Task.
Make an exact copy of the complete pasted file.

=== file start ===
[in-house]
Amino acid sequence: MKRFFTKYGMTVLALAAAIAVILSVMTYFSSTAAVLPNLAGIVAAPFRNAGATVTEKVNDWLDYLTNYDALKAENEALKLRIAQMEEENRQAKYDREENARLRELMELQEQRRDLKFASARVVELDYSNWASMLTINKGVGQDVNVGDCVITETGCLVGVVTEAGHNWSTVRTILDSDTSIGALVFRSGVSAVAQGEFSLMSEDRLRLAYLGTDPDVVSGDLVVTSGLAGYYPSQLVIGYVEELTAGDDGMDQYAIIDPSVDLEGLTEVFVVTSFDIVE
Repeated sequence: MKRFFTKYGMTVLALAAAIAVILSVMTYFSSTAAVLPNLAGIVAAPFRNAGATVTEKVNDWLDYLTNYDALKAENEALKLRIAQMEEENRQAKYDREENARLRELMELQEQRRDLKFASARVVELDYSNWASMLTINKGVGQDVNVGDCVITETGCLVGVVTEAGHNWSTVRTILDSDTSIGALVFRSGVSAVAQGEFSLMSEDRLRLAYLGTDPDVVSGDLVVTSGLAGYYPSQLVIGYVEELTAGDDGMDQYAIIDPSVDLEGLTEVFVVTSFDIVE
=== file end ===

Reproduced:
[in-house]
Amino acid sequence: MKRFFTKYGMTVLALAAAIAVILSVMTYFSSTAAVLPNLAGIVAAPFRNAGATVTEKVNDWLDYLTNYDALKAENEALKLRIAQMEEENRQAKYDREENARLRELMELQEQRRDLKFASARVVELDYSNWASMLTINKGVGQDVNVGDCVITETGCLVGVVTEAGHNWSTVRTILDSDTSIGALVFRSGVSAVAQGEFSLMSEDRLRLAYLGTDPDVVSGDLVVTSGLAGYYPSQLVIGYVEELTAGDDGMDQYAIIDPSVDLEGLTEVFVVTSFDIVE
Repeated sequence: MKRFFTKYGMTVLALAAAIAVILSVMTYFSSTAAVLPNLAGIVAAPFRNAGATVTEKVNDWLDYLTNYDALKAENEALKLRIAQMEEENRQAKYDREENARLRELMELQEQRRDLKFASARVVELDYSNWASMLTINKGVGQDVNVGDCVITETGCLVGVVTEAGHNWSTVRTILDSDTSIGALVFRSGVSAVAQGEFSLMSEDRLRLAYLGTDPDVVSGDLVVTSGLAGYYPSQLVIGYVEELTAGDDGMDQYAIIDPSVDLEGLTEVFVVTSFDIVE